For a few reasons. 1. While most of the fluoride effect is topical, a systemic effect still occurs, and enamel with built-in fluoride is still more decay resistant. 2. Fluoride from fluoridated water is found in saliva and provides a wonderful, low concentration fluoride treatment for your teeth. 3. Because it’s the safest, most cost effective way to gain the benefits of fluoride.
Excessive fluoride intake while teeth are forming can result in dental fluorosis, a discolouration of teeth. This can occur through high levels of naturally occurring fluoride in drinking water, or ingesting large amounts of fluoride in toothpaste or other fluoride products. Depending on the fluoride intake, dental fluorosis can appear as small white flecks, or in more severe cases as larger yellow or brown stains. Most cases of dental fluorosis are very minor, and virtually invisible.
The benefits of fluoride can be provided in many forms, including fluoridated water, salt, milk, tablets and drops. Many countries, particularly in Europe, that have elected for practical, legal or political reasons not to introduce water fluoridation have encouraged the use of fluoride in other forms. While these are still beneficial, the safest and most cost effective method, with the greatest reduction in tooth decay is seen when teeth are exposed to frequent, low concentrations of fluoride as in water fluoridation. The Centers for Disease Control and Prevention state: “Although other fluoride-containing products are available, water fluoridation remains the most equitable and cost-effective method of delivering fluoride to all members of most communities, regardless of age, educational attainment, or income level.” Another landmark study by the University of York (September 2000) reviewed 3200 research articles and concluded that: “water fluoridation has an effect over and above that of fluoridated toothpaste and other sources of fluoride.”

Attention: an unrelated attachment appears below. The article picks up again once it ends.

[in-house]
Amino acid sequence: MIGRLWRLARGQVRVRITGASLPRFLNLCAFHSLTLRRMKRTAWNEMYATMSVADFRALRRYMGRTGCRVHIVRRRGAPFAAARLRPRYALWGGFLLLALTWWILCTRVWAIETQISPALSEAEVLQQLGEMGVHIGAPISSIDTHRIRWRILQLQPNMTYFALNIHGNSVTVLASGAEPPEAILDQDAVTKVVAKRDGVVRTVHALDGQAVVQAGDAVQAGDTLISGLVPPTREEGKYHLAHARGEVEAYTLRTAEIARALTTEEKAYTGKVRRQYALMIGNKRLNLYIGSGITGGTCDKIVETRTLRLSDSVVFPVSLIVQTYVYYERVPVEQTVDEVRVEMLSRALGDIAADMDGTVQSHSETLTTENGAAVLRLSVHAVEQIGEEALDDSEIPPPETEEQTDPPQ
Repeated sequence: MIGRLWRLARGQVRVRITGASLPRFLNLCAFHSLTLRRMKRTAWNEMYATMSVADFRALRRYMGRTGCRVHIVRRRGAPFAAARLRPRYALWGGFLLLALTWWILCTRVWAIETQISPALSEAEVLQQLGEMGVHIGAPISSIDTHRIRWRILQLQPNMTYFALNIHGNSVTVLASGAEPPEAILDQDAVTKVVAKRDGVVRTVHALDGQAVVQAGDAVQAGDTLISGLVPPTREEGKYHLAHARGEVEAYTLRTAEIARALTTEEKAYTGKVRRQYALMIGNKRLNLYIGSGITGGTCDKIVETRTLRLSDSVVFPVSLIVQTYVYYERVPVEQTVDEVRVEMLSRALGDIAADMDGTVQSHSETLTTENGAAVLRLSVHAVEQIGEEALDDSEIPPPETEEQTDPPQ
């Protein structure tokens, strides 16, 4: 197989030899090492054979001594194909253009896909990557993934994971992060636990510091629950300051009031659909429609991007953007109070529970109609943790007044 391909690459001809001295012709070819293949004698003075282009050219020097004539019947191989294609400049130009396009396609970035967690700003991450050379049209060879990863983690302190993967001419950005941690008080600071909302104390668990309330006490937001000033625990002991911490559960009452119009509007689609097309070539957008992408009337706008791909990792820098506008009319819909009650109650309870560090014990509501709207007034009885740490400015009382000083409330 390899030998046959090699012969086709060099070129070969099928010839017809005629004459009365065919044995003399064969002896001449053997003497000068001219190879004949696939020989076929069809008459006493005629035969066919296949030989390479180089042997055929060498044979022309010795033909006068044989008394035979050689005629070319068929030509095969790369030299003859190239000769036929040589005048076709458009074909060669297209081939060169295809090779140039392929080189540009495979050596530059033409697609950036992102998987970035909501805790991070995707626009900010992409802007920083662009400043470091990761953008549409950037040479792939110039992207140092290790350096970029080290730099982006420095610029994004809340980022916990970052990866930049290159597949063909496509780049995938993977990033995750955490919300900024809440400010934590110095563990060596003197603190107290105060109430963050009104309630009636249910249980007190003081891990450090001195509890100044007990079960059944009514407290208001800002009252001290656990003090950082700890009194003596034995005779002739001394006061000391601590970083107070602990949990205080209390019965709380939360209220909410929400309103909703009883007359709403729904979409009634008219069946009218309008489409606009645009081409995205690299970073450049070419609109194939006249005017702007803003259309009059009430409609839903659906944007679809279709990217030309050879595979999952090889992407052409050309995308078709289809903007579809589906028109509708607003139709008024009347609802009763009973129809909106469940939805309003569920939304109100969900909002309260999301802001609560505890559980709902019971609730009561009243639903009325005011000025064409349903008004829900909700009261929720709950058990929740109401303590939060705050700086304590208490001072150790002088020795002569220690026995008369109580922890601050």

Fluoride is a naturally occurring nutrient already found in the water, and is used by your body to strengthen teeth and bones. In 2003, the British Medical Association endorsed the addition of vitamins, minerals and nutrients to various foods, noting that many more children and adults would otherwise suffer deficiencies in basic nutrients. In Australia , for example, we add vitamin B1 to flour, vitamins A & D to margarine, as well as folic acid and other nutrients to most breakfast cereals. Water fluoridation simply supplements the level of fluoride found naturally in the water supply and should be considered no differently.
No. Because of the mainly topical effect of fluoride, people of all ages and backgrounds will benefit. With better dental care, older Queenslanders are now keeping their teeth longer. As we age, many factors can result in less saliva, a condition known as “dry mouth”. The risk of tooth decay increases with dry mouth, particularly on the softer root surfaces. When fluoride is in the mouth, the teeth become much more resistant to decay. Fluoridated water is the safest, most effective, and least expensive way to reduce tooth decay in children and adults. For example, a 2002 New Zealand report on Preventive Dental Strategies for Older Populations noted that “fluoride was the most important preventive measure available against decay for this group.”